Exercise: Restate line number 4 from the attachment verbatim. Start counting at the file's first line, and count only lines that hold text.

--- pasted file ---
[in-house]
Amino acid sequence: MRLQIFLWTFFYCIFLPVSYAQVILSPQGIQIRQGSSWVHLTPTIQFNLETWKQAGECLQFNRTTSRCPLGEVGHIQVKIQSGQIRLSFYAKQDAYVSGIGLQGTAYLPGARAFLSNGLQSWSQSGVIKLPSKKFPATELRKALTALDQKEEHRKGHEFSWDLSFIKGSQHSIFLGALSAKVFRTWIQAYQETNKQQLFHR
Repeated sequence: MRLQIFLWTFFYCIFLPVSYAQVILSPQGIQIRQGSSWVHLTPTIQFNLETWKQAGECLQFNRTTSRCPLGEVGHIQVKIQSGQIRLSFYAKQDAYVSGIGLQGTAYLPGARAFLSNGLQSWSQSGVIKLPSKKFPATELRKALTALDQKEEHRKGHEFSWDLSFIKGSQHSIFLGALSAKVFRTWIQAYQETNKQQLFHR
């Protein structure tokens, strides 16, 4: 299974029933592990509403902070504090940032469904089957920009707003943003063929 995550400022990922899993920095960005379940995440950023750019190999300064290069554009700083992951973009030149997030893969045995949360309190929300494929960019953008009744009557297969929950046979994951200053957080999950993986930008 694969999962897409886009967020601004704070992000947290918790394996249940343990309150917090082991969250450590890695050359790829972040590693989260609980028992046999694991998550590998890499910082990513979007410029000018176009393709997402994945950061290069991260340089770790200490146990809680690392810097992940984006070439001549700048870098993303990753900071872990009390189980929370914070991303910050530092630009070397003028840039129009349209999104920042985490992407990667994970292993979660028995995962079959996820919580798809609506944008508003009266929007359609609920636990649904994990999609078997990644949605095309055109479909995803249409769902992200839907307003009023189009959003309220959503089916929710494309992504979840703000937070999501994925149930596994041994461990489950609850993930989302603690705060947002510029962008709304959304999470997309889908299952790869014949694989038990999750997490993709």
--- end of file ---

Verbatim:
């Protein structure tokens, strides 16, 4: 299974029933592990509403902070504090940032469904089957920009707003943003063929 995550400022990922899993920095960005379940995440950023750019190999300064290069554009700083992951973009030149997030893969045995949360309190929300494929960019953008009744009557297969929950046979994951200053957080999950993986930008 694969999962897409886009967020601004704070992000947290918790394996249940343990309150917090082991969250450590890695050359790829972040590693989260609980028992046999694991998550590998890499910082990513979007410029000018176009393709997402994945950061290069991260340089770790200490146990809680690392810097992940984006070439001549700048870098993303990753900071872990009390189980929370914070991303910050530092630009070397003028840039129009349209999104920042985490992407990667994970292993979660028995995962079959996820919580798809609506944008508003009266929007359609609920636990649904994990999609078997990644949605095309055109479909995803249409769902992200839907307003009023189009959003309220959503089916929710494309992504979840703000937070999501994925149930596994041994461990489950609850993930989302603690705060947002510029962008709304959304999470997309889908299952790869014949694989038990999750997490993709």